The excesses of executive pay that we have seen over the past few years were driven as much by shareholder expectation as by the need to protect and retain top talent, a new study has suggested.
In what has been termed "The Lake Wobegone effect" after the books by humorist Garrison Keillor, academics Scott Schaefer and Rachel M Hayes have argued that firms fell into a vicious cycle where they had to be pay their CEOs over the odds or risk seeing their share price plummet.
Nevertheless, the Obama administration's moves to artificially cap CEO pay may not be the answer to the problem, suggest the professors from the University of Utah's David Eccles School of Business.
In Keillor's fictional hometown of Lake Wobegon, all children are 'above average'. Schaefer and Hayes argue that something similar happened in the business world in relation to CEO pay over the past few years.
In essence, corporations had to pay ever-higher salaries to convince investors their CEO was above average, while investors expected to see these high salaries to give themselves something to believe (and therefore invest) in.
No organisation wanted to admit to having a CEO who was below average, and therefore no firm allowed its CEO pay package to lag behind market expectations.
In the study published in The Journal of Financial Economics, the two suggest companies had clear incentives to keep even bargain-basement CEOs highly rewarded simply to maintain stock prices, and remarkably this was even the case when investors recognised the CEO was being paid over the odds.
"Everyone knows that in well-functioning labor markets, better performers earn higher salaries," Schaefer pointed out.
So if a firm hired a CEO and paid a low salary of, say, $1 million a year, investors might simply conclude he or she wasn't great CEO material and downgrade the firm's stock.
But if the firm decided to pay its bargain-basement CEO as if he or she was a superstar, investors were more likely to conclude a superstar was leading the organisation and therefore push the share price higher.
"The Lake Wobegon idea as applied to CEOs seems to presume that investors aren't very smart," pointed out Schaefer.
"You can imagine investors being fooled once or twice, but over time you'd think they'd catch on as highly touted and well-paid CEOs consistently fail to deliver," he added.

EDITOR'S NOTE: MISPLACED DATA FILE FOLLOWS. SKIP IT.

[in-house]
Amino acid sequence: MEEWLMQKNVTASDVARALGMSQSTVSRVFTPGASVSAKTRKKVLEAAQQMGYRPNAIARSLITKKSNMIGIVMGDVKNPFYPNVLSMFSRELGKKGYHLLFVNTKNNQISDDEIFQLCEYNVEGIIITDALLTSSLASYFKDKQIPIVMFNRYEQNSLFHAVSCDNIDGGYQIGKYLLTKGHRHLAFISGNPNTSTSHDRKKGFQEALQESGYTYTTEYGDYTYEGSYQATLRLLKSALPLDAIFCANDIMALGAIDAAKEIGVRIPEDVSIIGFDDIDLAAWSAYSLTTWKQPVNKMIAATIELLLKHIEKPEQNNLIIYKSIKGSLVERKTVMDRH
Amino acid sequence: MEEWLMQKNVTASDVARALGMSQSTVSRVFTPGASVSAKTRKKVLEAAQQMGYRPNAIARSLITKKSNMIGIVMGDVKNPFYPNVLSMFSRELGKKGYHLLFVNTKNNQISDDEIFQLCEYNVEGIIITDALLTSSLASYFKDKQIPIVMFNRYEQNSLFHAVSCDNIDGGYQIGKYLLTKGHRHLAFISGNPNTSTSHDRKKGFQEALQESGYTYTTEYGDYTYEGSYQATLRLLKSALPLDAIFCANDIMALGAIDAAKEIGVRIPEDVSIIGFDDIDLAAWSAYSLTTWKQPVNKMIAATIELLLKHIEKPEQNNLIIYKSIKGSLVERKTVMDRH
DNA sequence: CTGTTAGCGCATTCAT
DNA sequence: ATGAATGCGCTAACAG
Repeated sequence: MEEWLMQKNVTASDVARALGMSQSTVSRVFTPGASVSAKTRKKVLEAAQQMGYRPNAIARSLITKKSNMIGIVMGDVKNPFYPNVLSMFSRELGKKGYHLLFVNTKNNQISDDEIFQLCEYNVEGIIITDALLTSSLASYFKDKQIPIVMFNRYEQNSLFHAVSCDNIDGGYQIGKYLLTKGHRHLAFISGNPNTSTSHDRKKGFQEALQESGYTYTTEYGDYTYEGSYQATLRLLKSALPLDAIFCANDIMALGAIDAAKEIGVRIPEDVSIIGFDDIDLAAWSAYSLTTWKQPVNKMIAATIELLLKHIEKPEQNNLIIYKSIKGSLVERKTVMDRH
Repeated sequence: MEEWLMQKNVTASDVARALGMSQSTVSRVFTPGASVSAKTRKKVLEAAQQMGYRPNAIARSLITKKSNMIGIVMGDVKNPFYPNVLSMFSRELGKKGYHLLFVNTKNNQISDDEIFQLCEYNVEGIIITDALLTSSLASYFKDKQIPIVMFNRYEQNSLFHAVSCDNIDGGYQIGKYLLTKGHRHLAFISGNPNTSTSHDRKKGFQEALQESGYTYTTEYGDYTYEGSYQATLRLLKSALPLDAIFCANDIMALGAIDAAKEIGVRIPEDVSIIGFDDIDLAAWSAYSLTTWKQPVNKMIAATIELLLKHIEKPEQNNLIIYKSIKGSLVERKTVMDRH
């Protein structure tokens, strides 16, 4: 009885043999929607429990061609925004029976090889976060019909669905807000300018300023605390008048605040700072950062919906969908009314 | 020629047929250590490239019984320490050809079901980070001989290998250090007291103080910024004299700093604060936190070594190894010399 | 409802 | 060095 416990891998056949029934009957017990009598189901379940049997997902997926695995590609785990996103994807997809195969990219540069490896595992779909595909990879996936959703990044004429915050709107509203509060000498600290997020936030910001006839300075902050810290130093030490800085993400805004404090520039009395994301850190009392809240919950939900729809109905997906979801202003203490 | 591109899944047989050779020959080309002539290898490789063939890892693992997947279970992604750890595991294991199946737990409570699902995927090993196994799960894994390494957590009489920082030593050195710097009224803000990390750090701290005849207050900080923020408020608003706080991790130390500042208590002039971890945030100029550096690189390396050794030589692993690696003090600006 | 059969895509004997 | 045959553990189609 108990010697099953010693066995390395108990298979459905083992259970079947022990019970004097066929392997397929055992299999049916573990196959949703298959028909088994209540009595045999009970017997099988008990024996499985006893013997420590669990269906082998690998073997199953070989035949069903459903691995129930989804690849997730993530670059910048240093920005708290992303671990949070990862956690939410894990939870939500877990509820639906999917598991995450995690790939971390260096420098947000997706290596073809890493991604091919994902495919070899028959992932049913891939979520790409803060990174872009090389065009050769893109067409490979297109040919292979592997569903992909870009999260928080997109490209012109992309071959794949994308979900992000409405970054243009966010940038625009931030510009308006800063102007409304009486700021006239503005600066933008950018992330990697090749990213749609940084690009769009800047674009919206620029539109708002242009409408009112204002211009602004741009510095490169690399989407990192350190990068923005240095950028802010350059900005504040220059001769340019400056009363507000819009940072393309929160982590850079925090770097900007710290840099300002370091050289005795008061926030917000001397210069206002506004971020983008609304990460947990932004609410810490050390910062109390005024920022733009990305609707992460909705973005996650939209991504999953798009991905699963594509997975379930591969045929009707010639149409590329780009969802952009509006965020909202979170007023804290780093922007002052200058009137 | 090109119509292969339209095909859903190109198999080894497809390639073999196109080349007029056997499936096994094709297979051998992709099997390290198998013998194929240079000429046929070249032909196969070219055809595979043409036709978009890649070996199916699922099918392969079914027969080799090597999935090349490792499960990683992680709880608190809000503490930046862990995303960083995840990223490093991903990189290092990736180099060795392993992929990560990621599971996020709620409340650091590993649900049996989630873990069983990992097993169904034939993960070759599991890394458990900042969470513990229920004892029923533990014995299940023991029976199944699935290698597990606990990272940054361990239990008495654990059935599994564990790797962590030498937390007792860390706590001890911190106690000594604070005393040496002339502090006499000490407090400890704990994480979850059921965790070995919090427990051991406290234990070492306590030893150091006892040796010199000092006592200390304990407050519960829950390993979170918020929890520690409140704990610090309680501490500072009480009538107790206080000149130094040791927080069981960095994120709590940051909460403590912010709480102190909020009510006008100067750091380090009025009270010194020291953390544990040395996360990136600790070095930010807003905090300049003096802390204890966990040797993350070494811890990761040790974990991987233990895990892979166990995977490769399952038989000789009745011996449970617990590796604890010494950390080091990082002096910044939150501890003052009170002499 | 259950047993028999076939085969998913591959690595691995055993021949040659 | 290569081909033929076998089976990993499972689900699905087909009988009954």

Yet this was not always the case because, intriguingly, the Lake Wobegon effect could still hold true even when shareholders saw through it.
"Our research shows that the Lake Wobegon effect can drive up pay even if investors are super smart about it. The key is investors' expectations," said Schaefer
With shareholders likely to jump to the conclusion that, whatever the actual performance, any CEO being paid "only" $1 million must be truly unqualified, a firm might simply be better off overpaying its manager, even if investors were not fooled.
To determine that the Lake Wobegon effect could occur and in an attempt to analyse under what conditions, Schaefer and Hayes used game theory to create a mathematical model of what a firm wanted, what a manager wanted and what investors wanted.
Then they analysed various strategies players might use to achieve their goals and compare the likely outcome to the Lake Wobegon effect.
Another implication of this vicious cycle was that effect it had on CEOs' attitudes to risk-taking, argued Schaefer.
"Pay packages have gotten so high that the repercussions of getting fired are minimal because these guys are so wealthy. They're not afraid of taking risks," he said.
Nevertheless, artificial caps on CEO pay are unlikely to be the answer and might simply cause an exodus of CEO talent to consultancy work, Shaefer predicted.
At insurance giant AIG, for example, while there has been much public anger over vast pay-outs to people who have by their actions destroyed a lot of wealth, restricting pay was also simply preventing those who had been brought in to clear up the mess from being rewarded for their efforts, he pointed out.
The solution, rather, should be to tie pay to long-run value-creation in firms by lengthening the vesting periods for CEO stock and stock-option grants, Shaefer argued.
This would ensure that the CEO's path to wealth was through the creation of sustainable, long-run value for shareholders.
Schaefer and Hayes' research adds another twist to the increasingly febrile debate over executive pay on both sides of the Atlantic and, crucially, what sort of executive pay model will be right for the global economy once we are through the current slump.
Consultancy Watson Wyatt in December argued we are likely to see a wholesale re-evaluation of senior level pay and how to reward performance, both good and bad, and was in fact already happening even before the downturn hit.
Yet firms may also need to be careful not to throw the baby out with the bathwater, as the consultancy also argued in February last year that there was a growing body of evidence suggesting that, rather than incentives leading to a culture of greed and stagnation, in fact there was a clear link between financial incentives at the top and high-performing organisations.